Read more


Performed almost entirely at the piano, the follow-up to Tamara Lindeman’s 2021 breakthrough Ignorance raises dizzying questions with sensitivity and quiet hope

By Allison Hussey

Tamara Lindeman recorded How Is It That I Should Look at the Stars in a short stretch of days as the world tipped into stillness. A year after completing her stunning fifth album as the Weather Station, Ignorance, the singer-songwriter returned to Toronto’s Canterbury Music Company to put down another LP. Since 2017’s The Weather Station, she had shifted her songwriting foundation from acoustic guitar to piano, a change of framework that she expanded upon with woodwinds, strings, and tumbles of percussion. Between March 10 and 12, 2020, Lindeman recorded live from the room where she’d made Ignorance, with sax, lap steel, clarinet, and electric organ adding dashes of shimmer and glisten.

Though the ringing “Ignorance” didn’t make it to the album of the same name, that song and the rest of Stars further her questions of what possibilities remain amid clouds of uncertainty. The songs, performed almost entirely on the piano, predicate a world undergoing permanent, devastating changes, but they float with delicate sensitivity. They add more nuance to a body of work that already teems with vivid detail.

The open air of Stars occasionally feels like an echo of the early Weather Station LP All of It Was Mine, returning to lighter arrangements that place Lindeman’s details in central focus. But now with a decade of adulthood behind her, Lindeman’s perspective is steadier, less springy, more careful. The cool, fluid movement of the album recalls the quieter periods of prolonged reflection between the dramatic flushes of passion. The gravity of the piano’s hammers and the airy lift of Lindeman’s voice feel like complementary forces, glassy like reflections in clear water.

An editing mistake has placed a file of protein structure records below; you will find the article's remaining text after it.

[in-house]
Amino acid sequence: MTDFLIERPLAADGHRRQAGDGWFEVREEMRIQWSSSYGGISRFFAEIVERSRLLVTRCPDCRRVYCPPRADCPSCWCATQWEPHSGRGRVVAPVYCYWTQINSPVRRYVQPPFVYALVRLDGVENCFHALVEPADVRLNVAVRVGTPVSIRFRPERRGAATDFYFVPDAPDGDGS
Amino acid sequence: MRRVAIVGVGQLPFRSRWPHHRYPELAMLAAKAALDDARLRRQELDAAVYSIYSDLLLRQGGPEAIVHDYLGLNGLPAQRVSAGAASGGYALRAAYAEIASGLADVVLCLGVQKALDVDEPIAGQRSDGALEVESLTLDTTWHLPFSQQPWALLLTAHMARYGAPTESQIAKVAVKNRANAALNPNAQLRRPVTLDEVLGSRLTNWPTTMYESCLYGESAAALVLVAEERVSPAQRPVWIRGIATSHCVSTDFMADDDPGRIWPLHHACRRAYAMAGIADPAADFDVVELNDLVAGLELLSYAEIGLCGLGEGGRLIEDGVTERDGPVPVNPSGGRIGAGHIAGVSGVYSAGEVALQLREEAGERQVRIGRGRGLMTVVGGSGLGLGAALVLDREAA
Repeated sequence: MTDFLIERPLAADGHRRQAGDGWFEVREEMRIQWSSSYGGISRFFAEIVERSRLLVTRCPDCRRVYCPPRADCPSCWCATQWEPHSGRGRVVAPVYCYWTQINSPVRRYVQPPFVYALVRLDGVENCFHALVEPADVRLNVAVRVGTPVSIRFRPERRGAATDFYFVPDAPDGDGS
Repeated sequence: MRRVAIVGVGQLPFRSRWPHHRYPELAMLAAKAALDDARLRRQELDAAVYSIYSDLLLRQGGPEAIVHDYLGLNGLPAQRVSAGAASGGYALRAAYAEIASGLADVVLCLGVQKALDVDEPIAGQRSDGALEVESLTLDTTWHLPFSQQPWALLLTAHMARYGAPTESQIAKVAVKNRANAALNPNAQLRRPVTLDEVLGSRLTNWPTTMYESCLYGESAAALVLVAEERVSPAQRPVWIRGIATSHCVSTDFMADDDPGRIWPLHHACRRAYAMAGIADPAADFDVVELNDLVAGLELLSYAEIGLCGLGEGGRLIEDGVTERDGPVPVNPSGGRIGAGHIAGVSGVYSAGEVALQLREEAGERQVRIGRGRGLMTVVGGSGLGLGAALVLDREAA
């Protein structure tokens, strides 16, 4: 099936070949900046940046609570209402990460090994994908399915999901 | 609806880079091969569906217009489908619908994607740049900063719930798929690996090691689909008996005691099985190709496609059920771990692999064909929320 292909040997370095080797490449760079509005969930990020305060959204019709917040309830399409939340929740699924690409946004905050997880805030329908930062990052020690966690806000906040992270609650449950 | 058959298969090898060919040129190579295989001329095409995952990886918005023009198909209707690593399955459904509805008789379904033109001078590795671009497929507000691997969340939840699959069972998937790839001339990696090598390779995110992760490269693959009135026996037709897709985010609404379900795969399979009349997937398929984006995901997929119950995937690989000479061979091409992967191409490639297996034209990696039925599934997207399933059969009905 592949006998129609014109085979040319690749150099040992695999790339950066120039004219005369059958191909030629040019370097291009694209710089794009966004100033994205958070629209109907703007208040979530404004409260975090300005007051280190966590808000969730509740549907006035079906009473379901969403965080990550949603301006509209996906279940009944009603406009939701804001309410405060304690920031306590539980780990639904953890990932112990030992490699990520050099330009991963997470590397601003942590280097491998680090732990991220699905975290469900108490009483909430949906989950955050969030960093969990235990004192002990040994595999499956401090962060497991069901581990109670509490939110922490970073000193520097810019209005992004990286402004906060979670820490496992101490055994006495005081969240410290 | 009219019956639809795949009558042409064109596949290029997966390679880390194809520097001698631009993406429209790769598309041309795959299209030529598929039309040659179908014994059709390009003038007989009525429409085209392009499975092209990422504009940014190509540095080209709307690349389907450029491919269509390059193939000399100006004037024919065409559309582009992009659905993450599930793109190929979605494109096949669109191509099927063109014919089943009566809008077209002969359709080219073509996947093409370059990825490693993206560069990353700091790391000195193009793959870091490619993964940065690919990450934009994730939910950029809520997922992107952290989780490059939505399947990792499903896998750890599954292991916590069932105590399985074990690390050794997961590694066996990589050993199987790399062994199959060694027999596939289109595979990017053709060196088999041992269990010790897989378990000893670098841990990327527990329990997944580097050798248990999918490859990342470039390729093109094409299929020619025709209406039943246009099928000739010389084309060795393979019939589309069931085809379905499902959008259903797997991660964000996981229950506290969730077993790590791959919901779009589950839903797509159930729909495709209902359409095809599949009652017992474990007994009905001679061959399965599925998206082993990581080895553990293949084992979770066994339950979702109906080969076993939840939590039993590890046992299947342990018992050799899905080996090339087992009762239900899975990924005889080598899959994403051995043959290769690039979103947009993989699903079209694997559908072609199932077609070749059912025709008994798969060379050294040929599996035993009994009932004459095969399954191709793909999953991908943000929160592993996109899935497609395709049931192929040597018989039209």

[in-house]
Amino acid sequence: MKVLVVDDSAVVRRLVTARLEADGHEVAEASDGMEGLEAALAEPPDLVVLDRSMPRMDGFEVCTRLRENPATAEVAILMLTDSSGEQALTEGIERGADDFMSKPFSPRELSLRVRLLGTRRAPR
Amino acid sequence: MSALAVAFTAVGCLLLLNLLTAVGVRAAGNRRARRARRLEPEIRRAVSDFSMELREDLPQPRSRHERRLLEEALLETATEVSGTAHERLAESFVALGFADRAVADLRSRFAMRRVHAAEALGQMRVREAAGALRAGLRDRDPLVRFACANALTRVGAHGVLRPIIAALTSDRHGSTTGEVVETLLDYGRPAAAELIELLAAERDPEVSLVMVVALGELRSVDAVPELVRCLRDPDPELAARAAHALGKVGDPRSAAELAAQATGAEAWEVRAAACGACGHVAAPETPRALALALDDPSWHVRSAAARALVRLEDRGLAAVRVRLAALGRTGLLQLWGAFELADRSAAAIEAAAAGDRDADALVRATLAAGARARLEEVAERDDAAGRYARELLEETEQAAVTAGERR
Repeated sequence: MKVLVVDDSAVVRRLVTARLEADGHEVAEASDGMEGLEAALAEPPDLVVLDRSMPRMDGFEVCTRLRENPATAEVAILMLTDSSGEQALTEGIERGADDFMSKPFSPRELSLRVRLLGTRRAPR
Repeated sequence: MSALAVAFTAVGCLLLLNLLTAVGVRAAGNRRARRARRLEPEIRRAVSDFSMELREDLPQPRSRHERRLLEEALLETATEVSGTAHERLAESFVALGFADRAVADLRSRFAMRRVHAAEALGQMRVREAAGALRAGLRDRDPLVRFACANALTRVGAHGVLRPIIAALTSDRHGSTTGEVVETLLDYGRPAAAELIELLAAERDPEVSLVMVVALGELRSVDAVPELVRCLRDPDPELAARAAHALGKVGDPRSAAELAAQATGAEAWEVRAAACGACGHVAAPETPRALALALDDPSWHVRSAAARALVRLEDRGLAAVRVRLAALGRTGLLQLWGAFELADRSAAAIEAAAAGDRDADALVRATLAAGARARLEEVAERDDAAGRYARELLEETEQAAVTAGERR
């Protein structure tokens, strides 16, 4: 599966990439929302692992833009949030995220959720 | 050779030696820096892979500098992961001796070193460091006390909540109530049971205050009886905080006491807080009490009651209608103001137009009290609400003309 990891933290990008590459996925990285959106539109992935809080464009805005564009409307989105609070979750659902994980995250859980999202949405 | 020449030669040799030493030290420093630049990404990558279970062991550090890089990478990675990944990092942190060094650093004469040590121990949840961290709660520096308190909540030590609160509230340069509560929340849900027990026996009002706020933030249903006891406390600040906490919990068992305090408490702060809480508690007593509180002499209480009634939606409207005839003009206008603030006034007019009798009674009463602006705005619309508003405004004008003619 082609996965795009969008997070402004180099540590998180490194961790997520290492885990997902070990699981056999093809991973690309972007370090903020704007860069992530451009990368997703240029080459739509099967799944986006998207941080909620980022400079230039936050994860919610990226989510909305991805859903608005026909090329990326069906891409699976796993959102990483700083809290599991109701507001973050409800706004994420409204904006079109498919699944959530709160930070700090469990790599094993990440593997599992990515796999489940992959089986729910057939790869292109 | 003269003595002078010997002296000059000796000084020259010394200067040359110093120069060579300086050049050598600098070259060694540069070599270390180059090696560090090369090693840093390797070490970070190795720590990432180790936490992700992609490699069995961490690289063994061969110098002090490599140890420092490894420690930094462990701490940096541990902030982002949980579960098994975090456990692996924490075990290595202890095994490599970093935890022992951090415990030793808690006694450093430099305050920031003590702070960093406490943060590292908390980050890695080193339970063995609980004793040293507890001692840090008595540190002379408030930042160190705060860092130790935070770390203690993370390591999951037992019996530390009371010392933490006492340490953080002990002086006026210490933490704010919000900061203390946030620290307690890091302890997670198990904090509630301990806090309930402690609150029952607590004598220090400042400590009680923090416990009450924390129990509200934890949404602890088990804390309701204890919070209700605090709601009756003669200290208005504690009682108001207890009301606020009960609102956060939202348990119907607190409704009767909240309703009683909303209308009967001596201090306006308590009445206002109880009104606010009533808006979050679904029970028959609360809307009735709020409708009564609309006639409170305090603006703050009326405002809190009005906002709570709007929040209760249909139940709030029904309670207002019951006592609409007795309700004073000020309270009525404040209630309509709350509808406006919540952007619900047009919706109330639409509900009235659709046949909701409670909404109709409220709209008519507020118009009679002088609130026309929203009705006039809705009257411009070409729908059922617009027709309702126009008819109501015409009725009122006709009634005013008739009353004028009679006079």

Read more


Wincingly personal slow songs reference similarly styled works like Laura Nyro’s New York Tendaberry or Joni Mitchell’s Blue

by Hal Horowitz

Just a year after the release of Tamara Lindeman’s (aka The Weather Station) highly praised previous album, comes this follow-up. Pre-release material says it’s a companion piece to the 2021 set with songs written at the same time. One of these, “Innocence,” even became the title of the first disc.

Those who appreciated the pensive, introspective nature of Innocence will find more of the same here. Stripped down to a shady, stark, skeletal percussion free acoustic combo, the curiously named How Is It That I Should Look at the Stars’ (note the lack of a question mark) ten contemplative, almost wincingly personal slow songs reference similarly styled works like Laura Nyro’s New York Tendaberry or Joni Mitchell’s Blue. Lindeman describes it as “a quiet, strange album of ballads” where she accompanies herself on acoustic piano (sometimes solo), and the five backup musicians stay on low boil.

There aren’t any catchy melodies, the song structures are loose, often amorphous with a stream of consciousness flow, and the muted ambience of the 32-minute, live in the studio set isn’t for everyone. Lindeman’s trilling voice is similar to that of Kate Bush as she unwinds these pieces at a pace best described as snail-like. One word track names such as “Marsh,” “Taught,” “Ignorance,” “Stars,” “Sway” and simply “Song” also allude to the plain, bare trees approach.

Read more